FTC charges Android flashlight developer with leaving users in the dark about data usage
The permissions screen that pops up during the installation of an Android app has become the new EULA. Very few people bother to read through what is on screen before clicking through and going ahead with the installation -- you could be signing your life away for all you know!
Apps will let you know if they make use of your location, have access to your contacts, could send messages on your behalf and numerous other things. But in the case of Brightest Flashlight Free it turned out that the app was not only sharing users' location and device ID information with third party advertisers, but it was doing so secretly.
The company behind the app, GoldenShores Technology LLC, has been charged by the Federal Trade Commission (FTC) with deceiving its customers. You would think that this would have a negative impact on the app's popularity, but take a look at the Google Play listing and you'll find that, astonishingly, it still has a 4.8 out of 5 rating. It could be the case that news of the charges have yet to filter down to users, so we could well see this rating tumble when you consider that advertisers had the ability to learn precisely where in the world users were located, and tracked which ads they clicked on.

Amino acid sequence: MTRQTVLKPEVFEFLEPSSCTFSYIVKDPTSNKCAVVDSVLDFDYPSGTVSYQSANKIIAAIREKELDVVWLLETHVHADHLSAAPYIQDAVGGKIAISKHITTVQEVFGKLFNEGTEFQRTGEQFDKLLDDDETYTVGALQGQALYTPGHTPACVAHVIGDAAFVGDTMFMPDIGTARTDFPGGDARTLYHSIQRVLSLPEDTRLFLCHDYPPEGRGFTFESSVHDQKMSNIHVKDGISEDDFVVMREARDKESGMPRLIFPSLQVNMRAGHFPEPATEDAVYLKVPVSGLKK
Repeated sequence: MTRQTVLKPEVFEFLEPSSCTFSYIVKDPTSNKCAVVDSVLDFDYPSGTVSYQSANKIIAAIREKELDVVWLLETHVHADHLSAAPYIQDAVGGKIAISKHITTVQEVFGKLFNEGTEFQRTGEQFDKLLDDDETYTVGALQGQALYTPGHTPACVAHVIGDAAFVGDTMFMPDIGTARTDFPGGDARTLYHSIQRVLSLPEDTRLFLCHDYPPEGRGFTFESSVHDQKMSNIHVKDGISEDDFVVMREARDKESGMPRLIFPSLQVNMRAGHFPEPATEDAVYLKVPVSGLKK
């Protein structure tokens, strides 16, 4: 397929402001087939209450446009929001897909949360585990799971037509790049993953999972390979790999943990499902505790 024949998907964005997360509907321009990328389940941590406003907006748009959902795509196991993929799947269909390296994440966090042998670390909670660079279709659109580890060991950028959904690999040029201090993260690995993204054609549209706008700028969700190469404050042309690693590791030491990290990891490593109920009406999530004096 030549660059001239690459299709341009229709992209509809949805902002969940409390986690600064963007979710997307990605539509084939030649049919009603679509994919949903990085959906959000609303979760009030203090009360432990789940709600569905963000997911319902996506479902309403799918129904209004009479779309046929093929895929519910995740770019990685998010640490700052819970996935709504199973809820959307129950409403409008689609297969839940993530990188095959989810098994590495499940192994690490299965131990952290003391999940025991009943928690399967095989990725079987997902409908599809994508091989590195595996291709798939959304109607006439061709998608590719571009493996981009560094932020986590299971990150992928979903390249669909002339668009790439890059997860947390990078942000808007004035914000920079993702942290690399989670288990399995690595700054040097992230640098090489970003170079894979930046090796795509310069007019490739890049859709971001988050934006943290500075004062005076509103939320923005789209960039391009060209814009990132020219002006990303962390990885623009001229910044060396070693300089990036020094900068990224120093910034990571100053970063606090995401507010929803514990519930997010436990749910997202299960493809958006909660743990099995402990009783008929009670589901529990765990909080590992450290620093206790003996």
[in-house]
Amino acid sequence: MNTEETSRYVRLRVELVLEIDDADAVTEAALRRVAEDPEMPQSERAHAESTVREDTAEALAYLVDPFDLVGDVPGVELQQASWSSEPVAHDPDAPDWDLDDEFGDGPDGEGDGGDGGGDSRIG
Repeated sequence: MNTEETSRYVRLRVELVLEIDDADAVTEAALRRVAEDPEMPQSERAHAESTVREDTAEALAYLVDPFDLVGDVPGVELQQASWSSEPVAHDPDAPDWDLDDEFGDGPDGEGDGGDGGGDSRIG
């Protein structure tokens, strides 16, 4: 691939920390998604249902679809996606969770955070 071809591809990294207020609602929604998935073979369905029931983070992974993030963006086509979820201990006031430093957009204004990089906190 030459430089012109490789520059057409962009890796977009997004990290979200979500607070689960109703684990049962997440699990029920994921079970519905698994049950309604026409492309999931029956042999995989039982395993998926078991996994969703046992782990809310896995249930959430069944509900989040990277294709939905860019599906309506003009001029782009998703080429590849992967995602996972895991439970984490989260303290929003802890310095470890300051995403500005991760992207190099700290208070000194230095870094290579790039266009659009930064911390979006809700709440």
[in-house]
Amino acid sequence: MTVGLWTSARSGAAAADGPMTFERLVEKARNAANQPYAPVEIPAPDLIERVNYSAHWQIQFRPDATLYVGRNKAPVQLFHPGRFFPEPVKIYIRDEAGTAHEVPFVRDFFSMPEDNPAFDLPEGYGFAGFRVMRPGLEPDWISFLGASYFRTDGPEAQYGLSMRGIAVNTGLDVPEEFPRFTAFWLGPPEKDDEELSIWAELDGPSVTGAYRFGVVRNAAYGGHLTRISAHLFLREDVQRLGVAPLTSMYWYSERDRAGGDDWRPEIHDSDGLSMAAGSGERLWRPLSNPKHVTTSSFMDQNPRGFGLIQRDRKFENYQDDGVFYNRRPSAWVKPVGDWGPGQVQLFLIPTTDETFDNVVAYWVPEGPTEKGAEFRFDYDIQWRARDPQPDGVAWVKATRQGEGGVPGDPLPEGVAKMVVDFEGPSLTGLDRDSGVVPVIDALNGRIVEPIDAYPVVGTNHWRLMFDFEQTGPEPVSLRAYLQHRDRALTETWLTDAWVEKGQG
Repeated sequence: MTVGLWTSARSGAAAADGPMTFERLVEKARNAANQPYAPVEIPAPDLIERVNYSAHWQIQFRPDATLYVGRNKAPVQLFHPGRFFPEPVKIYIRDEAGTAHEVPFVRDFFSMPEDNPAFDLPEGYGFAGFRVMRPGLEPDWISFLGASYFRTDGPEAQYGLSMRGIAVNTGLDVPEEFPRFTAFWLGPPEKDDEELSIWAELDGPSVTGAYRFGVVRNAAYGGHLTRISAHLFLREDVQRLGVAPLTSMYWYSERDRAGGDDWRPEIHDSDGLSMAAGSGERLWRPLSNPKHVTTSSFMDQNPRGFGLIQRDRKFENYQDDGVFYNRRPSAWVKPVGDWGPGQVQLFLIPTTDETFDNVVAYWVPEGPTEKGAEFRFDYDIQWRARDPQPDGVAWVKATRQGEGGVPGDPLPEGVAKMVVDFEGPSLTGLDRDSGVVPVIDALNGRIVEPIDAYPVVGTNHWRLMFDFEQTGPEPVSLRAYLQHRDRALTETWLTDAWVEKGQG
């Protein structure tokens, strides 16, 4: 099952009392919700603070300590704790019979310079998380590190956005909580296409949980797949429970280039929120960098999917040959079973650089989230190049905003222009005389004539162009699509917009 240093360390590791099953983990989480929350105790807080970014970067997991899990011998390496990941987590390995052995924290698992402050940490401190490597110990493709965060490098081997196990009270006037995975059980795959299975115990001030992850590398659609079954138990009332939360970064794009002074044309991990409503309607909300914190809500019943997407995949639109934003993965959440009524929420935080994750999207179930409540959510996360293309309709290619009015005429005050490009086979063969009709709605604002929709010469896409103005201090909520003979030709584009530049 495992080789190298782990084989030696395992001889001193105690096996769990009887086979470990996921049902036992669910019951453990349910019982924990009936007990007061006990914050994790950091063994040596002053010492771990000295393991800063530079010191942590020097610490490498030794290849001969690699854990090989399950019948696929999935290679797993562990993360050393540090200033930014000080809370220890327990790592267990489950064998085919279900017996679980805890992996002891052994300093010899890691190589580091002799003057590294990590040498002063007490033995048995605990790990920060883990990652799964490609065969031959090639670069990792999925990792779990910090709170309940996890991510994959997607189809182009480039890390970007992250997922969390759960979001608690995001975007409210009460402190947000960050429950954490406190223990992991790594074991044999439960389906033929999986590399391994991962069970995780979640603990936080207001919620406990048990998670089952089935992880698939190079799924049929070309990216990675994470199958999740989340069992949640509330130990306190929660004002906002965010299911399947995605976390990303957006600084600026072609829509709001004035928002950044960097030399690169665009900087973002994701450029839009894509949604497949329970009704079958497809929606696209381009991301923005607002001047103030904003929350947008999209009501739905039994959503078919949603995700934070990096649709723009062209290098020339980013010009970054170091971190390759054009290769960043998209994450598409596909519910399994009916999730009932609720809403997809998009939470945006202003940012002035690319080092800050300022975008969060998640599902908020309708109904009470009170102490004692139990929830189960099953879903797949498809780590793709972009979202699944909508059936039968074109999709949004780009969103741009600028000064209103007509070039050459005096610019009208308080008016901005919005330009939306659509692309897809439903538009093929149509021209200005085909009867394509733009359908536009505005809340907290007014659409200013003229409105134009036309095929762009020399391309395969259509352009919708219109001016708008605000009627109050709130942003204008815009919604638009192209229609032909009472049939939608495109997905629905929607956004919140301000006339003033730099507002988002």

GoldenShores Technology LLC has made a settlement with the FTC which means that all personal information that has been collected has to be deleted. The app will also be required to inform users how, when and why information is collected about them in the future. Founder of the company, Erik M. Geidl, has been ordered to allow the FTC to access advertising material and compliance documentation for the next five years, and also needs to notify the commission if he starts a new business or leaves GoldenShores Technology.
Do you take the time to read through EULAs and grant the permissions asked for by the apps you install? Should more be done to make software agreements easier to understand, and what steps can be taken to prevent developers from lying about what their apps actually do? Is it reasonable to expect every app to be tested before it is allowed to appear in an app store ready for download? Apple has a fairly strict review policy in place, but this has not stopped a few rogue apps slipping through the net. Do you have any ideas how these things could be better policed in the future?